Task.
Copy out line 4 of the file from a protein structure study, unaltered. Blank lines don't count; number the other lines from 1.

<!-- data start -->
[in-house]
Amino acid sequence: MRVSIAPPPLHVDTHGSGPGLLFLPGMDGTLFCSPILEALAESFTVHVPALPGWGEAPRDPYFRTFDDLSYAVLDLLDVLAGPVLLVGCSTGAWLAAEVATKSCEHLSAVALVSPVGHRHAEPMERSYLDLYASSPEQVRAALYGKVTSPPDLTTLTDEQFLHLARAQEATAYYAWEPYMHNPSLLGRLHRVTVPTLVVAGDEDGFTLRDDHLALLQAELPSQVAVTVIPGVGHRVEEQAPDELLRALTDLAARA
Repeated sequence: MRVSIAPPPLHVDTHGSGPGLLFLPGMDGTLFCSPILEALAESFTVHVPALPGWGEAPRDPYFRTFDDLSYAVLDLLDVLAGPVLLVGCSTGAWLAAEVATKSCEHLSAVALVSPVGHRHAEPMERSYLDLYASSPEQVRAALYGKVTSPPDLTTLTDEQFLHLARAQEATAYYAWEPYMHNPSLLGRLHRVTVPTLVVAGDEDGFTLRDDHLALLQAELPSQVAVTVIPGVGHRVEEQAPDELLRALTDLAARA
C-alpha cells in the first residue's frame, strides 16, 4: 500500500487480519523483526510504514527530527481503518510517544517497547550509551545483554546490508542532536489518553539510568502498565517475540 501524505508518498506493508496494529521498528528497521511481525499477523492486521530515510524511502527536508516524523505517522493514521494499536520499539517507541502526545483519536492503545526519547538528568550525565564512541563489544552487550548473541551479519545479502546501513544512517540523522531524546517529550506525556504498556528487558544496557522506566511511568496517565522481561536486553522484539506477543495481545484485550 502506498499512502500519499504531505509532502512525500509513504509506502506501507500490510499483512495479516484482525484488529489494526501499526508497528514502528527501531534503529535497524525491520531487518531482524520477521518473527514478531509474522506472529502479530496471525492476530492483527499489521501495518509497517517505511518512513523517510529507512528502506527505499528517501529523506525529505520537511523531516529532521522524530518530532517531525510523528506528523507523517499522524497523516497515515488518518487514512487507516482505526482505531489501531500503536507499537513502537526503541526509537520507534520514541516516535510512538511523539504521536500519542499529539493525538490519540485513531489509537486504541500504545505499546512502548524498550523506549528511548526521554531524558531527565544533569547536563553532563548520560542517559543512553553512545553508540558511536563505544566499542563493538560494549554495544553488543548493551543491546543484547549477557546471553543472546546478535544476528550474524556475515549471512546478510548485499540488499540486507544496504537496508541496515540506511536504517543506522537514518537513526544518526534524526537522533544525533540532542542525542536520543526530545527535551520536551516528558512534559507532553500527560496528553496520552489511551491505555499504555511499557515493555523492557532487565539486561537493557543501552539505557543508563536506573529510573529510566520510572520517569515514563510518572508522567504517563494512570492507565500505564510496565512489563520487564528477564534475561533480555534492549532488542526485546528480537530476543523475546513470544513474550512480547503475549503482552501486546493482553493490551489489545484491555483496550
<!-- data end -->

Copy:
C-alpha cells in the first residue's frame, strides 16, 4: 500500500487480519523483526510504514527530527481503518510517544517497547550509551545483554546490508542532536489518553539510568502498565517475540 501524505508518498506493508496494529521498528528497521511481525499477523492486521530515510524511502527536508516524523505517522493514521494499536520499539517507541502526545483519536492503545526519547538528568550525565564512541563489544552487550548473541551479519545479502546501513544512517540523522531524546517529550506525556504498556528487558544496557522506566511511568496517565522481561536486553522484539506477543495481545484485550 502506498499512502500519499504531505509532502512525500509513504509506502506501507500490510499483512495479516484482525484488529489494526501499526508497528514502528527501531534503529535497524525491520531487518531482524520477521518473527514478531509474522506472529502479530496471525492476530492483527499489521501495518509497517517505511518512513523517510529507512528502506527505499528517501529523506525529505520537511523531516529532521522524530518530532517531525510523528506528523507523517499522524497523516497515515488518518487514512487507516482505526482505531489501531500503536507499537513502537526503541526509537520507534520514541516516535510512538511523539504521536500519542499529539493525538490519540485513531489509537486504541500504545505499546512502548524498550523506549528511548526521554531524558531527565544533569547536563553532563548520560542517559543512553553512545553508540558511536563505544566499542563493538560494549554495544553488543548493551543491546543484547549477557546471553543472546546478535544476528550474524556475515549471512546478510548485499540488499540486507544496504537496508541496515540506511536504517543506522537514518537513526544518526534524526537522533544525533540532542542525542536520543526530545527535551520536551516528558512534559507532553500527560496528553496520552489511551491505555499504555511499557515493555523492557532487565539486561537493557543501552539505557543508563536506573529510573529510566520510572520517569515514563510518572508522567504517563494512570492507565500505564510496565512489563520487564528477564534475561533480555534492549532488542526485546528480537530476543523475546513470544513474550512480547503475549503482552501486546493482553493490551489489545484491555483496550